JACKSONVILLE, Fla. — Continuing its 155-year commitment to provide the latest advances in technology and services to help care for the patients it serves, Mayo Clinic will construct a new $233 million integrated oncology facility that includes proton beam therapy on its Florida campus. In addition, the facility will incorporate innovative technology to deliver radiotherapy to cancer patients. The 140,000-square-foot facility is expected to be completed in late 2023.
The facility will be located near the Mangurian Building, which houses hematology and oncology care, and the Oncology Infusion Center. Keeping these services close together will best serve Mayo Clinic's cancer patients and further integrate cancer care on the Florida campus. The facility will include a two-gantry proton radiotherapy system.
"This facility will give us the ability to offer our patients the full spectrum of cancer treatment options, including chemotherapy, immunotherapy, CAR-T cell therapy (chimeric antigen receptor therapy T cell therapy), surgery, proton beam therapy, gamma knife radiosurgery and traditional radiotherapy," says Kent Thielen, M.D., CEO of Mayo Clinic in Florida. "It will also give patients access to proton beam therapy clinical trials offered through our National Cancer Institute-designated comprehensive cancer center."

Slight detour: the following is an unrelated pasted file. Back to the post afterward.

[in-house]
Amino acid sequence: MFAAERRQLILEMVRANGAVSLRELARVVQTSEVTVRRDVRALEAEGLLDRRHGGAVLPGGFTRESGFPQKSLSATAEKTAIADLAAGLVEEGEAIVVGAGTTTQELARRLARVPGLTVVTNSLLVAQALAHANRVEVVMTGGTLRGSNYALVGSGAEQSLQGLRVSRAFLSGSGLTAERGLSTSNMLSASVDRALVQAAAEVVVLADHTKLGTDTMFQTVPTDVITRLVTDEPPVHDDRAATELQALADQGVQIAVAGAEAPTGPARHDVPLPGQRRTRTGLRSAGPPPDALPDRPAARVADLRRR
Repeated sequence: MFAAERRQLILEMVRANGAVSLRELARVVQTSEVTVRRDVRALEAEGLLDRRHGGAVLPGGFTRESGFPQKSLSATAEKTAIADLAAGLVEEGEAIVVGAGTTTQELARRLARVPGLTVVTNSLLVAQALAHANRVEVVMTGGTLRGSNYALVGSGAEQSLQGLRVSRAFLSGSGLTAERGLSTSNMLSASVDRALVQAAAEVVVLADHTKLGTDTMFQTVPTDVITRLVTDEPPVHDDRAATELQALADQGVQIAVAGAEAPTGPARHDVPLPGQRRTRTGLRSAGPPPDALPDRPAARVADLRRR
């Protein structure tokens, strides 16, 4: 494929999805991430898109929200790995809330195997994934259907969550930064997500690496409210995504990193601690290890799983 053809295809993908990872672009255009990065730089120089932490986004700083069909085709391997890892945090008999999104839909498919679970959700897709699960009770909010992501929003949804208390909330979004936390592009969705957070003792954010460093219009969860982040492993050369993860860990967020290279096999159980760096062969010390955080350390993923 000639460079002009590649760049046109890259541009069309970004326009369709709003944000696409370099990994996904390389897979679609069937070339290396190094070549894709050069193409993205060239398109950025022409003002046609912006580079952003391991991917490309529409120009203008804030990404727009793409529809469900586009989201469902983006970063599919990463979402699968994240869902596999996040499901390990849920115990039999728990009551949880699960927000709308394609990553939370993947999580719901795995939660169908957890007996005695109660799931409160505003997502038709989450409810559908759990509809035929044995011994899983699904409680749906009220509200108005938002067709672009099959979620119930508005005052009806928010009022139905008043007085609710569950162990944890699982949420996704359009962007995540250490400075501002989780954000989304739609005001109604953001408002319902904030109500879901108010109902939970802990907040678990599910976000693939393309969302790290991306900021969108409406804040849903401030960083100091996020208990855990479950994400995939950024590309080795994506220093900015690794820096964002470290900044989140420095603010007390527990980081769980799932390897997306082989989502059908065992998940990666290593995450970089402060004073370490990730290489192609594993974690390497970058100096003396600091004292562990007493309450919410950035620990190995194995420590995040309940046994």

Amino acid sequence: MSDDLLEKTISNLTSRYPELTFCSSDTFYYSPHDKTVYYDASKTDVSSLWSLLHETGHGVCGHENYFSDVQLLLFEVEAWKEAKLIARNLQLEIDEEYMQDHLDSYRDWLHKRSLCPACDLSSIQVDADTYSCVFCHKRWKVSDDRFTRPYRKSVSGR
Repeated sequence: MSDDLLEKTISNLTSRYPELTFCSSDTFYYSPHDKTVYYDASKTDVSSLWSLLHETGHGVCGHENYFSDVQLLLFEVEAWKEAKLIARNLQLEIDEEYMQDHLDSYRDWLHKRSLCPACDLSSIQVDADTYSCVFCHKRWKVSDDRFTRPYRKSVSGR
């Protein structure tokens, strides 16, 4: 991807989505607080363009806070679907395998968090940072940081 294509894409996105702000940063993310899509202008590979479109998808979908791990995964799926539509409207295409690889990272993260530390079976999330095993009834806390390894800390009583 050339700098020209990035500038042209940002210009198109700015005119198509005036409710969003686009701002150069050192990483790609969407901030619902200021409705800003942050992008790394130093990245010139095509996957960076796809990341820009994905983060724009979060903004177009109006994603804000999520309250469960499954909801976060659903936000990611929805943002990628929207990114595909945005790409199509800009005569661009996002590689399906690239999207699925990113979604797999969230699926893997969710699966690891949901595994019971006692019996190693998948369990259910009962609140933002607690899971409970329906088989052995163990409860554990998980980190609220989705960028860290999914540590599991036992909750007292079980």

The new facility will become an important part of the integrated cancer practice at Mayo Clinic, helping to better serve cancer patients on the Florida campus. Including proton beam therapy in the integrated oncology facility will make the Florida campus — and Mayo Clinic as a whole — more competitive with other leading nationally recognized cancer centers.
Mayo Clinic's Proton Beam Therapy Program uses pencil beam scanning, which delivers precise radiotherapy with lower doses of radiation to healthy tissue, subsequently reducing toxicity and negative side effects in patients. This highly targeted therapy is ideal for people with tumors close to, or in, vital organs. Proton radiotherapy represents a major technological advancement in the treatment of cancer, allowing for radiation therapy used to be carefully and exactly directed in a manner superior to traditional radiotherapy.
Mayo Clinic is investing $233 million — $211 million for the integrated oncology facility support tower and advanced radiation equipment, including proton beam, and $22 million for parking and patient walkways.
Mayo Clinic successfully introduced proton beam therapy at its campuses in Rochester, Minnesota, in 2015 and Phoenix in 2016.
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